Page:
The rehabilitation process does not look the same for everybody. There are inpatient programs, outpatient programs, and programs that combine the two. Experts will assess a patient for what exactly they need and implement the treatment regimen that they see fit. 

Inpatient programs in dedicated rehabilitation centers usually last 30, 60, or 90 days. They begin with a thorough medical and psychological examination of the patient. Then, the patient will undergo detoxification, where their withdrawal symptoms will be managed in a safe and controlled environment. 

After detox, your loved one will take part in therapy that’s either on the individual or the community level. Then, they will be assisted in their transition from rehab to a normal and sober life. These are the things that you can expect to encounter together, and hopefully, they are things that you can prepare yourself for emotionally. 

Strive to Influence, and NOT to Control

Dealing with addiction can be very taxing for the caregiver as well as the person struggling with it. There may be several times that you, as the former, will be tempted to take a forceful approach because nothing else seems to be working. But being forceful, blaming them, getting angry at them, or lying to them in any way could incite feelings of guilt, embarrassment, frustration, and anger. There’s a chance that these feelings will lead them back to the addictive substances—and in addition, to feelings of resentment for you. 

It will make a world of difference for you to reorient your actions from a place of influence instead of a place of force. Acknowledge that you cannot force your loved one out of their condition, but that you can influence them for the better. This is one of the ways that you can help them win back their agency from dangerous substances.  

Set Healthy Boundaries for your Loved One to Follow

But this isn’t to say that you should condone all behaviors that have a destructive effect on you, your family members, and your common friends. This is why it’s important for you to have boundaries in place. Boundaries can serve as standards for good behavior, responsibility, and accountability for one’s actions. They aren’t meant to close off your loved one who’s fighting with their addiction. Rather, they can establish patterns where your loved one can exercise their agency once more. 

You can set the following healthy boundaries with your loved one while they are on their journey to sobriety:

  • Take a firm stand against violent behavior, whether physical or verbal. 
  • Tell your loved one that you intend to help them, but it won’t be through acts like lying or covering for them.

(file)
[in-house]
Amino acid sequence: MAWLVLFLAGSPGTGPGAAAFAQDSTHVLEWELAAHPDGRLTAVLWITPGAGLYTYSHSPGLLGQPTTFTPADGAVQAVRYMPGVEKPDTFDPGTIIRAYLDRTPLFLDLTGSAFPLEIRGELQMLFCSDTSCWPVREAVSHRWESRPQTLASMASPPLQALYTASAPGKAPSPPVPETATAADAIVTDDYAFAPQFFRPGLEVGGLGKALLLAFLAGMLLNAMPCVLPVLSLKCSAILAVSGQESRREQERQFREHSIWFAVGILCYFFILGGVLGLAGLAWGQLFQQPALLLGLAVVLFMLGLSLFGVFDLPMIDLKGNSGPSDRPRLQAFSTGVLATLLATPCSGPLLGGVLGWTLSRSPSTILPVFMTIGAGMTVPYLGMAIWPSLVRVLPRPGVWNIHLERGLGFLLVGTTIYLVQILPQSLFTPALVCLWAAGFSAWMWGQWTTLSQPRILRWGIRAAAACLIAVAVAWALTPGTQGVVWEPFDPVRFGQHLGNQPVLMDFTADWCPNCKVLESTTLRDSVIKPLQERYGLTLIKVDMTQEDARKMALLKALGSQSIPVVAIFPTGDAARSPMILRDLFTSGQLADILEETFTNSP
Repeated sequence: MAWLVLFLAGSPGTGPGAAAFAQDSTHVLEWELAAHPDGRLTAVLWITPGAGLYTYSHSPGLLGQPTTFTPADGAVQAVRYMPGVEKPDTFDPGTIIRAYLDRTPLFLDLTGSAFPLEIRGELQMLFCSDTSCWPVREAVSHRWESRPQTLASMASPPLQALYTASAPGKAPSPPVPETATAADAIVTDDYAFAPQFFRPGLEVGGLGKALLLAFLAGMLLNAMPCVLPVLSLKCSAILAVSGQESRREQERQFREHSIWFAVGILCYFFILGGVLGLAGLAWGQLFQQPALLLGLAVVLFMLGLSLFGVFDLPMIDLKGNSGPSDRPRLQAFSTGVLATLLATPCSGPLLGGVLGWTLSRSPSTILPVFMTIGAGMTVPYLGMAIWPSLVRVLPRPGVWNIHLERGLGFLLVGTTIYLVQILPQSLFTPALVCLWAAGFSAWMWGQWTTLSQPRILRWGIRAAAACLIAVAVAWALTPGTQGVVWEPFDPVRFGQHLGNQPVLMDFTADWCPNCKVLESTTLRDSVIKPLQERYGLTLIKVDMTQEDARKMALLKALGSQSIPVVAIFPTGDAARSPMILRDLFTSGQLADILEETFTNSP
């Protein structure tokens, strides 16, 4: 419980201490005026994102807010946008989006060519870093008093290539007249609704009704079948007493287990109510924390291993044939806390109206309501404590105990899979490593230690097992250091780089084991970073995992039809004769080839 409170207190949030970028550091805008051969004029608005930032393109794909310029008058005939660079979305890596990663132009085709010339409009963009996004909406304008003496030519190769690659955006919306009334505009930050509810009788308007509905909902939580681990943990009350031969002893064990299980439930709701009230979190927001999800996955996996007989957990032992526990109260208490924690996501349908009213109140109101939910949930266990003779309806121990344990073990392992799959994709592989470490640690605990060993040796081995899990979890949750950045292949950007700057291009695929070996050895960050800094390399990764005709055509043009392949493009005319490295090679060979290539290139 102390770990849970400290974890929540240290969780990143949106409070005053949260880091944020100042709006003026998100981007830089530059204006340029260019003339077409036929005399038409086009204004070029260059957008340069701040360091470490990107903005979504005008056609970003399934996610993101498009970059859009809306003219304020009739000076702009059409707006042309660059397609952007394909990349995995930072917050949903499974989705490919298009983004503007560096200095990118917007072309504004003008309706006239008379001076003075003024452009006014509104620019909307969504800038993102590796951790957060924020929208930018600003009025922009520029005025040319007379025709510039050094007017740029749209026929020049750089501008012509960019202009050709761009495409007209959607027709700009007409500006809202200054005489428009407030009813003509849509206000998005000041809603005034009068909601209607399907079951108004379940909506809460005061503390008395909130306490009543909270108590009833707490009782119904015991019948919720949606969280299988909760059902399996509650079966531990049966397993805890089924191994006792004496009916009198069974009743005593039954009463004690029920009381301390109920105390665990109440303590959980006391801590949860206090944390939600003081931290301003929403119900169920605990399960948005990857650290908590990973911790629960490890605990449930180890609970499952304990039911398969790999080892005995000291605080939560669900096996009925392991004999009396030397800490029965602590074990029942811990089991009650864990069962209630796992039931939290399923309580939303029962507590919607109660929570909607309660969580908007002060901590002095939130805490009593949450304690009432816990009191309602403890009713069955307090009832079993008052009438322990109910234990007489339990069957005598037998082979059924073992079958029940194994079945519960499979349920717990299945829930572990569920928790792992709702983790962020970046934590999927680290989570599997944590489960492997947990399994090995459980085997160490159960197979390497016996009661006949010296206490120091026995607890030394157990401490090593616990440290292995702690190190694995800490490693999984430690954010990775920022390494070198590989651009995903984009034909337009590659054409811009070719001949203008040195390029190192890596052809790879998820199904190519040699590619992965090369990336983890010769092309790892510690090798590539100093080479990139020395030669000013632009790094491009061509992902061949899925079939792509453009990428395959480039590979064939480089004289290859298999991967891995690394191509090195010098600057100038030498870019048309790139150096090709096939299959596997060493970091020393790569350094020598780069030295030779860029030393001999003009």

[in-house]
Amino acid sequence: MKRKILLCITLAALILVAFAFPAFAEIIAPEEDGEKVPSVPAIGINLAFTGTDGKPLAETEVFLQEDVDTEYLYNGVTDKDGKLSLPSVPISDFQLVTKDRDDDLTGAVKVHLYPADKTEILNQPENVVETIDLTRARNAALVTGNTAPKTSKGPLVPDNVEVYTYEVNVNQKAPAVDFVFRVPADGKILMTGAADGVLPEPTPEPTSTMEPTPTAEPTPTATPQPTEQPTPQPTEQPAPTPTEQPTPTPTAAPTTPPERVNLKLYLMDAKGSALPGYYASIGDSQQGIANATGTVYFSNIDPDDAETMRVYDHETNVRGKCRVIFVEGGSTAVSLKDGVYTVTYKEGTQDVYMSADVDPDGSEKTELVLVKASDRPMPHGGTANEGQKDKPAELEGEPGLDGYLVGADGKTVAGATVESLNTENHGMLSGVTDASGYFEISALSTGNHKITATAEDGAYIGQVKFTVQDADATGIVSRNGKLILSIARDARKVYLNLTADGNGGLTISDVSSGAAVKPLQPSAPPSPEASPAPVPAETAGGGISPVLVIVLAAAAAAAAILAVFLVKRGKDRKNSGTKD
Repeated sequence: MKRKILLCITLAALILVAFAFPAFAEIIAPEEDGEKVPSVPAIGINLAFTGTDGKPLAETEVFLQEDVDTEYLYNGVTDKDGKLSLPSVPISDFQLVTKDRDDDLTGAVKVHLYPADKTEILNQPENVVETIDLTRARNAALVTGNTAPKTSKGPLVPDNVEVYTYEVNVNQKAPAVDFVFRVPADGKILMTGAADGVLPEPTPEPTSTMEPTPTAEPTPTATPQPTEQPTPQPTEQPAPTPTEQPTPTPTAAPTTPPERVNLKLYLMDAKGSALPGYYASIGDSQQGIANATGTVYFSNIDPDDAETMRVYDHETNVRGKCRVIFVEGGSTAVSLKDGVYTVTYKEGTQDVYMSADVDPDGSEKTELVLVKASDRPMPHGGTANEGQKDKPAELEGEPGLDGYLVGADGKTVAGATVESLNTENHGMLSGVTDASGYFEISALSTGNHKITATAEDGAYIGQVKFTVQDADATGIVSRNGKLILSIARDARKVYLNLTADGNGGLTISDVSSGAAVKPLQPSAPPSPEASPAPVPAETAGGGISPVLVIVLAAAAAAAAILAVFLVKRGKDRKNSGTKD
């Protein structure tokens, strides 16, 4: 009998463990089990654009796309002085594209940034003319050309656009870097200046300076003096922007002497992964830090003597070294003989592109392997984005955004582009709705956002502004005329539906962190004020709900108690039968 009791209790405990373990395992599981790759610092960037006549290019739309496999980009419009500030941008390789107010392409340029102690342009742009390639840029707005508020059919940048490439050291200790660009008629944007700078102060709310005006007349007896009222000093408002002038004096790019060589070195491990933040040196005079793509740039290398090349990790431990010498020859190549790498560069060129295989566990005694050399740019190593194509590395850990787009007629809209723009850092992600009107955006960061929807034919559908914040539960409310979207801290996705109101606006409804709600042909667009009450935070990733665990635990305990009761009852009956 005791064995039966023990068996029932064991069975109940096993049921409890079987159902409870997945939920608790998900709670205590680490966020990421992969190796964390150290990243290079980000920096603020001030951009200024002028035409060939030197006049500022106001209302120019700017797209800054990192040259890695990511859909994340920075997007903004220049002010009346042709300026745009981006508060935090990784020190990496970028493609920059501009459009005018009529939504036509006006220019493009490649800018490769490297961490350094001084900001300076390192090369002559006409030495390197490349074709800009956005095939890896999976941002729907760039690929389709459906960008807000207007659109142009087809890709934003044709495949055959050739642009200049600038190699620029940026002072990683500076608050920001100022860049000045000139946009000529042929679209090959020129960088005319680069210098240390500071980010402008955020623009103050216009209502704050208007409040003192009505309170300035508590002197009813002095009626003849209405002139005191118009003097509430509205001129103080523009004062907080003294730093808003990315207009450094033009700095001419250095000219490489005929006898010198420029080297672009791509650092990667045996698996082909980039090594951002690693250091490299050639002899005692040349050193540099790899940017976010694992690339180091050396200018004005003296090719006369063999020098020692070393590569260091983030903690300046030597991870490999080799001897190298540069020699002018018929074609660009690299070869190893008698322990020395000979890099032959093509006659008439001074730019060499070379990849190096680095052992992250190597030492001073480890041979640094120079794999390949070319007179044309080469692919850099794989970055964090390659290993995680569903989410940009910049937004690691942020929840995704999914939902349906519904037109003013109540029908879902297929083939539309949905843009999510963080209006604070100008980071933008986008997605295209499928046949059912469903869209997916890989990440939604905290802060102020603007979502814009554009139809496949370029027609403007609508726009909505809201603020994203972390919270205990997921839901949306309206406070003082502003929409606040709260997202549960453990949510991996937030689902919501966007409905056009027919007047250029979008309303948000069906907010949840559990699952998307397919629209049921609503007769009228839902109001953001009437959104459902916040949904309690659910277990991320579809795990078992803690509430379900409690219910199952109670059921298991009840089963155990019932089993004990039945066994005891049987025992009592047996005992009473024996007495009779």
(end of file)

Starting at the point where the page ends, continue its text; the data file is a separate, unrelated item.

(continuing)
• State the consequences for when they act against your shared values, such as them being late to a family gathering or damaging your property. 

Don’t Think of Relapse as a Sign of Failure

Oftentimes, people judge the success of drug or alcohol rehab treatment on just one stay in the inpatient facility. If someone dealing with addiction relapses and returns to substance abuse, there’s a tendency to think that rehab ultimately failed them. 

But recovery from something as serious as drug or alcohol addiction is rarely a linear, one-off kind of experience. If your loved one relapses even after completing treatment, you shouldn’t think of them as a hopeless case or of rehab as totally ineffective. With practice on their part, and with support on yours, they will be able to totally re-negotiate their life without drugs or alcohol. 

Be an Advocate to your Loved One Before, During, and After Treatment

Through it, all, believe in the person that your loved one is, and who they could eventually become post-treatment. Maintain trust and open communication with them. They might see you as a confidant, a role model, and someone who can advocate for their improvement. You are doing valuable work for them, for yourself, and for your family by proving them right. 

See if you can join your loved one in post-recovery activities like sports, community outreach, job hunting, church services, and the like. Soon, they will be back up on their feet and ready to thank you by paying it forward. 


Again, supporting a loved one through drug or alcohol addiction won’t be easy. But it will be worth it for the chance to see them healthy, functional, and at their personal best again. 

Neither of you is alone in fighting this difficult fight. Draw strength from those who’ve battled drug and alcohol addiction—and who’s ultimately won a better life for themselves. Here’s to wishing that you achieve a full and holistic recovery together!